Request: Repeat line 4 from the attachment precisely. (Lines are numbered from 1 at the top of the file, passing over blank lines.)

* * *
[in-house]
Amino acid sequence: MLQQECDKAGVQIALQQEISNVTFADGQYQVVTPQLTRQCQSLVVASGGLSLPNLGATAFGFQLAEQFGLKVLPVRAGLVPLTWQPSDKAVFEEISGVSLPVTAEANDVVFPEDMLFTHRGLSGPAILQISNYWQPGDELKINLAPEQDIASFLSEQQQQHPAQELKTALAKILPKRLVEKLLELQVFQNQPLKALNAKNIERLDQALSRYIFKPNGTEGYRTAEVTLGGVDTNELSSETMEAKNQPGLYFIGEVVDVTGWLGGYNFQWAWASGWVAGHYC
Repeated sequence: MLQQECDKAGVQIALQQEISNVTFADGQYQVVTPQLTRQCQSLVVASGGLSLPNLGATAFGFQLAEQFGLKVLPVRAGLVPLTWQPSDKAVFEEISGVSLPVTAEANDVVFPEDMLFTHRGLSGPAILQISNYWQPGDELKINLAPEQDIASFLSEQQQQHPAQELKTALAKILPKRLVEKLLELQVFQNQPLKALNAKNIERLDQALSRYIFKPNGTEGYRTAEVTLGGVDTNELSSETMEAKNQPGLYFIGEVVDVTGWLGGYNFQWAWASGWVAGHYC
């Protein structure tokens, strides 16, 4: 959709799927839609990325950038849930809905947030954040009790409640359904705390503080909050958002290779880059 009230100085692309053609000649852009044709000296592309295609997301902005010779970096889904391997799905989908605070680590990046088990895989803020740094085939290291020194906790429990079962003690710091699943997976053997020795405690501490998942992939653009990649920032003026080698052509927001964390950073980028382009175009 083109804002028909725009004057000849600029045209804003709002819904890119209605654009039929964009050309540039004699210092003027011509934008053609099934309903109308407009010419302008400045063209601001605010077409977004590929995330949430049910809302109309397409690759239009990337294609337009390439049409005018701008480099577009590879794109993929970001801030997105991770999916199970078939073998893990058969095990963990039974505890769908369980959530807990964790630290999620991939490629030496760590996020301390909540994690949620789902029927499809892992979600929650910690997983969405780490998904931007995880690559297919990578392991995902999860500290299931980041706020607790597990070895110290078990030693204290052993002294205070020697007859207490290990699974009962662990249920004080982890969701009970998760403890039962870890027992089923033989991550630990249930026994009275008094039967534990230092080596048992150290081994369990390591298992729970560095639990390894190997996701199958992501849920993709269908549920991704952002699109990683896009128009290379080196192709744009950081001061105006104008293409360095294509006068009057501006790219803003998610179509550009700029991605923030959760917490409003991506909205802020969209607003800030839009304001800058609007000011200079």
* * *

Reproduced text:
């Protein structure tokens, strides 16, 4: 959709799927839609990325950038849930809905947030954040009790409640359904705390503080909050958002290779880059 009230100085692309053609000649852009044709000296592309295609997301902005010779970096889904391997799905989908605070680590990046088990895989803020740094085939290291020194906790429990079962003690710091699943997976053997020795405690501490998942992939653009990649920032003026080698052509927001964390950073980028382009175009 083109804002028909725009004057000849600029045209804003709002819904890119209605654009039929964009050309540039004699210092003027011509934008053609099934309903109308407009010419302008400045063209601001605010077409977004590929995330949430049910809302109309397409690759239009990337294609337009390439049409005018701008480099577009590879794109993929970001801030997105991770999916199970078939073998893990058969095990963990039974505890769908369980959530807990964790630290999620991939490629030496760590996020301390909540994690949620789902029927499809892992979600929650910690997983969405780490998904931007995880690559297919990578392991995902999860500290299931980041706020607790597990070895110290078990030693204290052993002294205070020697007859207490290990699974009962662990249920004080982890969701009970998760403890039962870890027992089923033989991550630990249930026994009275008094039967534990230092080596048992150290081994369990390591298992729970560095639990390894190997996701199958992501849920993709269908549920991704952002699109990683896009128009290379080196192709744009950081001061105006104008293409360095294509006068009057501006790219803003998610179509550009700029991605923030959760917490409003991506909205802020969209607003800030839009304001800058609007000011200079």